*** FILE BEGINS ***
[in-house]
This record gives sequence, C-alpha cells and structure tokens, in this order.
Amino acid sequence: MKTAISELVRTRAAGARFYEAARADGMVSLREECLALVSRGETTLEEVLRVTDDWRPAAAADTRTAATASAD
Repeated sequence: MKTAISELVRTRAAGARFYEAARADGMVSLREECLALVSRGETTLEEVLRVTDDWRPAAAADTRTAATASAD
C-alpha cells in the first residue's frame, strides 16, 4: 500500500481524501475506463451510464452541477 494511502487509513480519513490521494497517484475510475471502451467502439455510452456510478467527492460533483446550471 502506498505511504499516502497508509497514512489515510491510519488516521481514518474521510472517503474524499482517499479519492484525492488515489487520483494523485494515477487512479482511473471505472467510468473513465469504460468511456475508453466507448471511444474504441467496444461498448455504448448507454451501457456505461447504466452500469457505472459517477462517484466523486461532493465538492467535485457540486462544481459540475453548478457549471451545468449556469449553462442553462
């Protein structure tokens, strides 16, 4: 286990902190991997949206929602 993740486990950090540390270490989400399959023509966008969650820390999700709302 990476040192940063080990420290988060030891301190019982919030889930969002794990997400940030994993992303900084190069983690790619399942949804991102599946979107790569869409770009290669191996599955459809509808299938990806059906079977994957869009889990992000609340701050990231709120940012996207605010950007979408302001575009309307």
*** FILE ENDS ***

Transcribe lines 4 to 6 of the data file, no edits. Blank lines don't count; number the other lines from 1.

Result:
Repeated sequence: MKTAISELVRTRAAGARFYEAARADGMVSLREECLALVSRGETTLEEVLRVTDDWRPAAAADTRTAATASAD
C-alpha cells in the first residue's frame, strides 16, 4: 500500500481524501475506463451510464452541477 494511502487509513480519513490521494497517484475510475471502451467502439455510452456510478467527492460533483446550471 502506498505511504499516502497508509497514512489515510491510519488516521481514518474521510472517503474524499482517499479519492484525492488515489487520483494523485494515477487512479482511473471505472467510468473513465469504460468511456475508453466507448471511444474504441467496444461498448455504448448507454451501457456505461447504466452500469457505472459517477462517484466523486461532493465538492467535485457540486462544481459540475453548478457549471451545468449556469449553462442553462
């Protein structure tokens, strides 16, 4: 286990902190991997949206929602 993740486990950090540390270490989400399959023509966008969650820390999700709302 990476040192940063080990420290988060030891301190019982919030889930969002794990997400940030994993992303900084190069983690790619399942949804991102599946979107790569869409770009290669191996599955459809509808299938990806059906079977994957869009889990992000609340701050990231709120940012996207605010950007979408302001575009309307």